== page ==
This is the second installment of a two-part series on drugs to treat drug and alcohol addiction. Currently, there are three categories of drugs used to treat drug dependencies.
Used for opiate withdrawal and replacement since the mid-1960s, methadone has been prescribed to thousands of opiate addicts. While methadone can be used to lessen withdrawal symptoms in early detoxification, it’s most widely known for its use in long-term maintenance.
The usual treatment course involves daily visits to a licensed clinic to receive a single dose of methadone to offset cravings and withdrawal symptoms. Clients should also receive psychosocial support services, including drug testing, to verify abstinence from other drugs.
Methadone is also prescribed for pain. Interestingly, Methadone accounts for only 2% of painkiller prescriptions in the United States, but the drug is linked to more than 30% of prescription painkiller overdose deaths according the Centers for Disease Control and Prevention. Health officials say most of the overdose deaths are people who take it for pain, not heroin or drug addicts. According to the CDC, methadone carries more risks than other painkillers because levels build up in the body and may interfere with a person’s normal heart rhythm or breathing.
Levo-alpha Acetyl Methadol (LAAM)
An alternative to methadone is a medication known as LAAM which is also primarily used as a replacement therapy for opiate drugs. LAAM is sometimes preferred to methadone because it requires less frequent dosing, allowing for fewer clinic visits. LAAM treatment outcomes are comparable to methadone with respect to reduction of opioid use, although retention rates are higher for clients treated with methadone. Longer LAAM treatments are associated with better outcomes.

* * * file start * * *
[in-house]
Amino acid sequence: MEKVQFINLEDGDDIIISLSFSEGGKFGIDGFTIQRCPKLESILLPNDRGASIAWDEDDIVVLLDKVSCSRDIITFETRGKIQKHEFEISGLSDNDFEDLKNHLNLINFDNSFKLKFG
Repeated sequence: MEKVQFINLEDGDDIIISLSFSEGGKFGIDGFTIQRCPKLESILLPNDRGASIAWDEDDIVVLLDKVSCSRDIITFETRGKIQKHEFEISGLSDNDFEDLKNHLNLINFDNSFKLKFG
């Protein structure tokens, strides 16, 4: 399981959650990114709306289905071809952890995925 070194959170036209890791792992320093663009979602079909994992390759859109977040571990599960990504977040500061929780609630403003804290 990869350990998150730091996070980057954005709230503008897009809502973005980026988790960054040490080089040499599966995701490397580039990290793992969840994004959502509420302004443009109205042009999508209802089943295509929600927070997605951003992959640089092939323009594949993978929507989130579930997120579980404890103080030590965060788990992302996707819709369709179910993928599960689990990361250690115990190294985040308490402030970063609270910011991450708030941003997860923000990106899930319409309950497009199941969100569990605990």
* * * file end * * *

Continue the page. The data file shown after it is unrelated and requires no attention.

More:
In 2002, two forms of buprenorphine, Suboxone and Subutex, were approved for the treatment of opioid abuse and addiction. Outcomes appear to be similar to methadone, and some studies have produced promising results on the effectiveness. One advantage is that the client does not need to visit a registered clinic several times per week, increasing access and convenience. A disadvantage is that it makes it easier for the client to avoid or discount the importance of drug and alcohol treatment and other psychological support. Doctors who want to prescribe these medications have to meet special training criteria and agree to treat no more than 30 patients at any time in their individual practice.
There is one major difference between Suboxone and Subutex. Subutex is only comprised of Buprenorphine. Suboxone is a combination of buprenorphine and naloxone (a compound that blocks the effects of pain-killing opiates). Suboxone is a very safe drug, with minimal risk of overdose. An optimal dose can be achieved in a very short period of time: Suboxone usually takes less than one week, whereas methadone dosage needs to be increased slowly and carefully over a longer period of time.